With 24hrs of daylight and so much excitement, a small nap here and there was the only answer. But it’s the wildlife that brings this region to life and it is stunning. Millions of penguins, seals and whales can be seen just going about their business, almost completely unaware of your presence at all. For me this was just incredible being around animals that had no fear whatsoever of humans. You just can’t experience that anywhere else. Do anything you can to see the Antarctic, and please don’t wait until you are too old to enjoy it. Needless to say I had an amazing time down south and with cameras rolling almost all of the time the footage I got was outstanding! Channel 7 were very happy and another great Sunday Night story was created.

http://au.news.yahoo.com/sunday-night/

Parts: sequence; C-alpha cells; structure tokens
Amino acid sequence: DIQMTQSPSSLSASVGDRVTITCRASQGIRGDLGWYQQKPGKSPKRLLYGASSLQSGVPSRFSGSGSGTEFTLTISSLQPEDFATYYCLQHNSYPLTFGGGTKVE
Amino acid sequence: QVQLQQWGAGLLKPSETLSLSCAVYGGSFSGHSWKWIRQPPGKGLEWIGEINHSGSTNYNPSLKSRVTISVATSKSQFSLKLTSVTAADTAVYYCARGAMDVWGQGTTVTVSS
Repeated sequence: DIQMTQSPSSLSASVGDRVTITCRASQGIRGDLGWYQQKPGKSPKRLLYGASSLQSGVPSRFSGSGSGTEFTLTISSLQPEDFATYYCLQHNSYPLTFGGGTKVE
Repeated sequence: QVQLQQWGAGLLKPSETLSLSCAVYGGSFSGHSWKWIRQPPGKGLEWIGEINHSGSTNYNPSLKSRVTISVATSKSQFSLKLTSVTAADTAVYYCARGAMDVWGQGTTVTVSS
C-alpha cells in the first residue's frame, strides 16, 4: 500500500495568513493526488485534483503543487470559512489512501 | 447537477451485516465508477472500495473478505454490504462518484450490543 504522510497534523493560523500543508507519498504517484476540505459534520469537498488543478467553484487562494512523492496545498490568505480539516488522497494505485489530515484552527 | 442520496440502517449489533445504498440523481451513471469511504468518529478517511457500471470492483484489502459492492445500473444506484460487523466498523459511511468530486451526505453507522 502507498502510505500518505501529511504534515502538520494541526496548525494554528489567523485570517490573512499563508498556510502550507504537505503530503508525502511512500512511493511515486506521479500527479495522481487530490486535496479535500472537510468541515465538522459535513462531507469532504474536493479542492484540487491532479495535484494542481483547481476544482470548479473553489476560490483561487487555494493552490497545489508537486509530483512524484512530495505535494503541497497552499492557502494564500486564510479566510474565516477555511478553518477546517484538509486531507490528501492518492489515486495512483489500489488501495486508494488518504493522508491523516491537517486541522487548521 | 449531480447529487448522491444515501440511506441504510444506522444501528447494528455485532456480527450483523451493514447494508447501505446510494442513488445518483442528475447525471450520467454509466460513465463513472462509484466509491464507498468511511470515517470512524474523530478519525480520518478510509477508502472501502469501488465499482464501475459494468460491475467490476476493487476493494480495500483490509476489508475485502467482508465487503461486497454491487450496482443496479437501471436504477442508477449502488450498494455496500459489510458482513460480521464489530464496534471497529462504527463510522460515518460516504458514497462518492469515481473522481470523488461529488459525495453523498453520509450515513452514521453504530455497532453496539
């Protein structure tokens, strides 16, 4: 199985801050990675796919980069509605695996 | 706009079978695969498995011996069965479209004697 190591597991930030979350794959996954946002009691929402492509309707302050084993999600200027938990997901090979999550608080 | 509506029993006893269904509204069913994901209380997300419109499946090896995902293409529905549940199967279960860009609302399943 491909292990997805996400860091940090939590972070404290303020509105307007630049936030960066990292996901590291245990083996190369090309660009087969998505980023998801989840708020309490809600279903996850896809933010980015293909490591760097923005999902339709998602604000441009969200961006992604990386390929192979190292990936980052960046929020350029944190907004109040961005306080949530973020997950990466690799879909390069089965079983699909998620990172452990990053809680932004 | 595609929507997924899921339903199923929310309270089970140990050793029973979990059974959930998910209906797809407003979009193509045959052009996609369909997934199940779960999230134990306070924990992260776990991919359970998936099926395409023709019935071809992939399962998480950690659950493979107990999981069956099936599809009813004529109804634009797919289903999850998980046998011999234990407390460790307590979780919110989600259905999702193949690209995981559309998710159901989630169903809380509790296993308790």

Wrangel Island – Russian High Arctic

Based on the success of my wildlife/adventure stories, I was sent to the Russian high Arctic to film a polar bear story for seven weeks. Trust me it does not get much better than this! I have always loved polar bears but never did I think that I would see one in the wild, let alone be sent to film them.

Our destination was Wrangel Island which has the highest density of polar bear birthing dens on the planet and in just 15 days we saw over 500 bears. In fact there were so many at the sites we visited it was simply too dangerous to land there because polar bears are one of the only animals that have humans on the menu. We did however get many opportunities to walk with the bears and it was one of the most exciting experiences of my life, especially when a young male approached us and decided to have a closer look. So beautiful, so majestic, yet so deadly. Being the largest land predator on Earth means that smaller animals like us need to keep their distance if they want to live, and I did want to live. There is a fine line between getting amazing wildlife shots and surviving…I managed to do both.